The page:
Well, today was a new month, early morning wind readings were in the mid-20s, and the forecast predicted even more wind around noon. It was also sunny, so we just had to go back to Fogland. On the way, we saw more white caps on the river than I had ever seen before, and the meter readings showed gusts in the 40s - nice! We rigged our smallest sails (3.7 and 4.2), and went out on the same boards as two days before. It was definitely windier! Alas, it was also low tide, which shortened runs even more, and created some unwanted ground contact a few times. After an hour, the wind dropped a bit, and we were underpowered again - so I rigged my KA Koncept 5.8, and Nina switched to the 4.2. She was nicely powered then, and so was I, with gusts still in the upper 30s.

I played around with a few things today. The first one was a switch from a 28 cm slalom fin to a 26 cm Tangent Dynamics Reaper weed fin (while I was still sailing the 4.2). That gave me an immediate speed boost, and a more controllable ride - nice. Indeed, the small Reaper almost looks like a modern speed fin with a lot of rake. When I switched to the 5.8 later, the fin was a bit small to go upwind well; but the short runs (400-450 m) did not help, either.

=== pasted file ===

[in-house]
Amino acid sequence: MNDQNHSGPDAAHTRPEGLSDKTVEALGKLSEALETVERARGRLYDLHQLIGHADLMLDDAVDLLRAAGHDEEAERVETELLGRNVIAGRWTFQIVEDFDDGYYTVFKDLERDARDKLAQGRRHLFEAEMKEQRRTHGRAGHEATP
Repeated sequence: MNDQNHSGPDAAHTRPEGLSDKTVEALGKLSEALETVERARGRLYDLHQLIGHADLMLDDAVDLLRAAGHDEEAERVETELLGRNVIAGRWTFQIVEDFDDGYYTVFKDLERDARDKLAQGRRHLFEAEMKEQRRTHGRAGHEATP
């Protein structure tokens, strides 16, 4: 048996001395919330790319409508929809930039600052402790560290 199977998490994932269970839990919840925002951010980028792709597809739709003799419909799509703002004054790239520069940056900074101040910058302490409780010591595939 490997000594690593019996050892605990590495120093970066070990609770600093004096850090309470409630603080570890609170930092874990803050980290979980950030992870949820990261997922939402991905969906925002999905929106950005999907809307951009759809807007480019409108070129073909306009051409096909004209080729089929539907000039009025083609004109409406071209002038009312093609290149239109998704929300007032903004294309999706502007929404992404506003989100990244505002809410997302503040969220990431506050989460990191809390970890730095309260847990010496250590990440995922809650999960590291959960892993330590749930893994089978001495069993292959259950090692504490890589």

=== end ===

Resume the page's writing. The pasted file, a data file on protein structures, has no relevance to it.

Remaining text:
I rigged the 5.8 m sail when the wind had gone down a bit. Of course, as soon as it was ready, the wind came back as strong as it had been when the 4.2 had been big enough. This was an interesting test - how would the cambered speed sail handle the gusts? Not surprisingly, it did great, and handled gusts close to 40 without any problems. My top speeds started to go above 50 kmh in almost every run, which is pretty fast for me. The wind was definitely strong enough for faster runs, at least in some gusts. I could blame my limited speed on the short runs or the bad timing of the gusts, but it probably was mainly just me not putting the pedal to the metal.